3. "Be Free" - "Be Free," released in 2014, might not showcase J. Cole's skillful lyricism or dynamic flow, but it's captivated by prominent emotionalism and vulnerability. When J. Cole released "Be Free," while grieving over the death of Michael Brown, Cole included, on Sound Cloud, the message: "Rest in Peace to Michael Brown and to every young black man murdered in America, whether by the hands of white or black. I pray that one day the world will be filled with peace and rid of injustice. Only then will we all Be Free." Expressing his pain and grief, J. Cole can hardly push through the song, without breaking down. It may not be the standard J. Cole track, but it's one of his most emotional tracks, capturing pain and grieving in the most tangible form.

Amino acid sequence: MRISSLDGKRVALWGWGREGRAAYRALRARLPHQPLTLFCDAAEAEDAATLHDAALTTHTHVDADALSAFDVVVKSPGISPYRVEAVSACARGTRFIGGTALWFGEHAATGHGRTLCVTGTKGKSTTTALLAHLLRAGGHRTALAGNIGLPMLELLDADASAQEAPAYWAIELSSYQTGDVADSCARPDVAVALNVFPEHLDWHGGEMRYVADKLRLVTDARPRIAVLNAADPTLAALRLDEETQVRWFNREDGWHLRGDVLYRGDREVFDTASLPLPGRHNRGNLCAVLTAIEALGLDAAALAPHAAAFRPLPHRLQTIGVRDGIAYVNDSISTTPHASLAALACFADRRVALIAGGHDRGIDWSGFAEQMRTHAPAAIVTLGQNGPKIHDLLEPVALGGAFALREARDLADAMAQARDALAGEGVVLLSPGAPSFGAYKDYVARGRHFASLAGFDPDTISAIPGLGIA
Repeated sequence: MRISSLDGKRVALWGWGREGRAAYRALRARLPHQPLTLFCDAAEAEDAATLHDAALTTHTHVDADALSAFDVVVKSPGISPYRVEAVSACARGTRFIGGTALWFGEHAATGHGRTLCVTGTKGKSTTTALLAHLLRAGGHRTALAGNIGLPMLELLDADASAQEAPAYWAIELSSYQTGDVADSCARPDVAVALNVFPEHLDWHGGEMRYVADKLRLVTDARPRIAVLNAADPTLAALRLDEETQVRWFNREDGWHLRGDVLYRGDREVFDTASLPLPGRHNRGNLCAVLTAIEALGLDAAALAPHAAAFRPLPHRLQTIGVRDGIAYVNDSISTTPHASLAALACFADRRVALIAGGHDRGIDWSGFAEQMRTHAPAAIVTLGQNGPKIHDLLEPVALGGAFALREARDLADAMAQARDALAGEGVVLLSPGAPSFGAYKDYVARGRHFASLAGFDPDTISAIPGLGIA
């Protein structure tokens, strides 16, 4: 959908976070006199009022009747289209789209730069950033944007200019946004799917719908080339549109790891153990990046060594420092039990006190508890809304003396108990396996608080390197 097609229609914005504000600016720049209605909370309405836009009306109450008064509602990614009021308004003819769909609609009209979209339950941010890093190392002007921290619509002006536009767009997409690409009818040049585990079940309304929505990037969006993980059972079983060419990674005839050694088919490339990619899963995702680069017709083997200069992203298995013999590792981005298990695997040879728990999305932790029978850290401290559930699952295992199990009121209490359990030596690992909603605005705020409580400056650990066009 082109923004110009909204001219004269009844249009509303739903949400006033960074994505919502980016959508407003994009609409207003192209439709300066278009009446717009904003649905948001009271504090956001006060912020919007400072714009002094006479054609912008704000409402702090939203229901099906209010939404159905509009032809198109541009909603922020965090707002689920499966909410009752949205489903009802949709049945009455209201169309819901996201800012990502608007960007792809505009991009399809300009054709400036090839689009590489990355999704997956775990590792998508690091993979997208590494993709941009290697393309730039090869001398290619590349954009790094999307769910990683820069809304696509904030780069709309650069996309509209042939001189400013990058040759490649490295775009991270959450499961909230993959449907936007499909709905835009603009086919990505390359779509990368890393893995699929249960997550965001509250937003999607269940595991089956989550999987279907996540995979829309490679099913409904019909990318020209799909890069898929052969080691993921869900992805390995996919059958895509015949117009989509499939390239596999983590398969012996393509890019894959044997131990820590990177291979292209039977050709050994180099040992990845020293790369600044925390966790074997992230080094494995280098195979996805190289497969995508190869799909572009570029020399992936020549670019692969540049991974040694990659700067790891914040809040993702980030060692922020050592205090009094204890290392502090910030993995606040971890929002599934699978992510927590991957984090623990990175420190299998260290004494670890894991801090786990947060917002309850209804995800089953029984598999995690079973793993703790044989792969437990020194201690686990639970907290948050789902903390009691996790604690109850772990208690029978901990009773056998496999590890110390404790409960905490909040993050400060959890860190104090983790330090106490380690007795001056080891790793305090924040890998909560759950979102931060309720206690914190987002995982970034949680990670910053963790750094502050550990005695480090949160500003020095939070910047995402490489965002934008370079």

2. "Simba" - Full of confidence, J. Cole started off his series of Simba-based tracks with the release of "Simba," off of his 2007 mixtape, The Come Up. "Simba" depicts a younger Cole, full of hunger, ready to exude his skillfulness and flow in the rap game. Boasting confidently, Cole raps, "I just massacre the streets / I'm a master of the beats and the rhymes / I'm rappin' for the freaks and the dimes / and I shine like a mothaf*ckin diamond."